Domantas Sabonis’ stretch four potential

Sabonis was the hardest player for me personally to rank in the draft last year. Armed with high skill-level, a sturdy frame and an elite motor, there was clearly an avenue for him to succeed in the league. However, his alligator arms (6-foot-10 wingspan) and lack of vertical athleticism combined with a limited sample shooting 3s made for a dicey fit. He looked like a 5 on offense but a 4 on defense, which is code for situational big, and a minus defender to boot. The defense is still very much a question-mark, but the range shooting so early in his career has been a head-turner.

Sabonis has finished 31 possessions as a spot up shooter this year per Synergy Sports, good for about 35 percent of his total offense. His efficiency isn’t outstanding at only 0.87 points per possession, in the 36th percentile, but he is 15 of 33 on 3s and his mechanics look solid:

He doesn’t get much elevation on his shot (or any element of his game for that matter), but he gets good rotation on the ball and has a nice wrist action, follow-through combination. Most impressive for Sabonis’ shooting prospects is that he’s not a one-dimensional spot-up shooter. He can shoot quickly off a pick-and-pops with his higher release point, and although he hasn’t been efficient doing so to start the season, the ability is there:

Oklahoma City Thunder head coach Billy Donovan has also designed plays on numerous occasions to get Sabonis corner 3s, like this down-screen action against the Miami Heat:

Any kind of pin-down or down-screen action for a big is going to be a high percentage shot if the player can shoot, because big man defenders aren’t used to navigating around picks in this manner. Josh McRoberts is fairly mobile but has no chance to get out on Sabonis in the above clip.

If Sabonis’ range shooting is legitimate it opens so many doors for him and might even allow him to be a long-term starter at the four spot. We already knew he was tremendously skilled in the post, allowing him to exploit players on switches and smaller fours like McRoberts here:

He’s also a deft passer, capable of firing darts on the move out of pick-and-roll:

If his shooting holds somewhat to form offensively, he’s a versatile contributor who can impact a game multiple ways. While his interior defense and rim protection will always be a minus, the arrow is pointing up for the Sabonis, who has exceeded expectations being cast into the fire for the Thunder so quickly.

Malcolm Brogdon, situational lead guard

Brogdon’s limitations as a prospect are encapsulated in the following clip:

He makes the touch shot on the move, an impressive conversion, but immediately multiple negatives jump out. He gets no separation here because he doesn’t have NBA burst or the vertical athleticism to gain advantages on-ball. Due to his incredibl strength and tenacity he looked like a versatile defender with good instincts, he still lacks reactionary athleticism and plus foot-speed. Basically, Brogdon had to shoot well to carve out a rotation spot on a normal team, as he wasn’t athletic enough on-ball to thrive. As it turns out, he landed in an abnormal situation.

The Milwaukee Bucks differ from most teams in the league in that their star wing Giannis Antetokounmpo is the team’s primary initiator on offense, which is atypical of standard lead guard setups. Antetokounmpo is charged with almost all the playmaking burden, especially initially, which relieves players like Brogdon from that task. Instead, Brogdon has been mostly a 3-and-D guard presence on the court who situationally initiates, an archetype I like to call “3-and-D Plus”. Teammate Matthew Dellavedova is cut from similar stock, but his awareness of where every one of his teammates are in the pick-and-roll is a bit better. The takeaway however is that this fit has done wonders for Brogdon.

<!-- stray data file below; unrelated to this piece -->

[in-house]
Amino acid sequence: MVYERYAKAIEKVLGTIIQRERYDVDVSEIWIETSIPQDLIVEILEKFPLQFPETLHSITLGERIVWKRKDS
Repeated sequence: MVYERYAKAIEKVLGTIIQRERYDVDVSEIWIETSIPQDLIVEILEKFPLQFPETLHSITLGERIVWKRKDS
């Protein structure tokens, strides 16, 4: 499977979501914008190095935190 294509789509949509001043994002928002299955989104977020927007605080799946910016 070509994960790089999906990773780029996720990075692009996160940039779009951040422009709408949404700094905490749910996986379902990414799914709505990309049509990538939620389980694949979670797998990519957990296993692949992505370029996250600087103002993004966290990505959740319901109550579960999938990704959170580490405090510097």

Brogdon needs a screen to gain even a half-step advantage, and he can usually only excel in this fashion against reserve talent. But the early results of pick-and-roll play are surprising. On 29 possessions finished as the pick-and-roll handler Brogdon is at a modest 0.79 points per possession, good for the 47th percentile. This doesn’t account for passing however, and a deeper tape dive reveals some positives here.

Brogdon has underrated vision on the move, and this bounce pass skip to the corner to Michael Beasley on the baseline after rejecting the Greg Monroe screen looks LeBron James esque:

That’s just a really high level play, though it is perhaps outdone by the following no-look back-handed wraparound pass to Monroe:

The following clip is a simpler read, but making the right read still counts just the same:

Brogdon is averaging 5.1 assists per 36 minutes, and his decision-making via assist to turnover ratio is solid. His situational playmaking for others has been a nice contribution to a struggling Bucks team.

Brogdon has also shown the ability to make pull-up shots out of pick-and-roll, in some instances where the big drops back zoning up like Omer Asik does here:

He has also flashed the ability to shoot a range pull-up 3 off the bounce when defenders go under, a scheme-changing shot:

Brogdon is still only shooting 27.8 percent from 3 on the season, going 5-18 thus far, and at that clip he is more of a borderline situational player than a legit rotation player. Being mostly an off-ball player, especially when Khris Middleton returns, he needs to make this shot around league average to be a high-level rotation piece: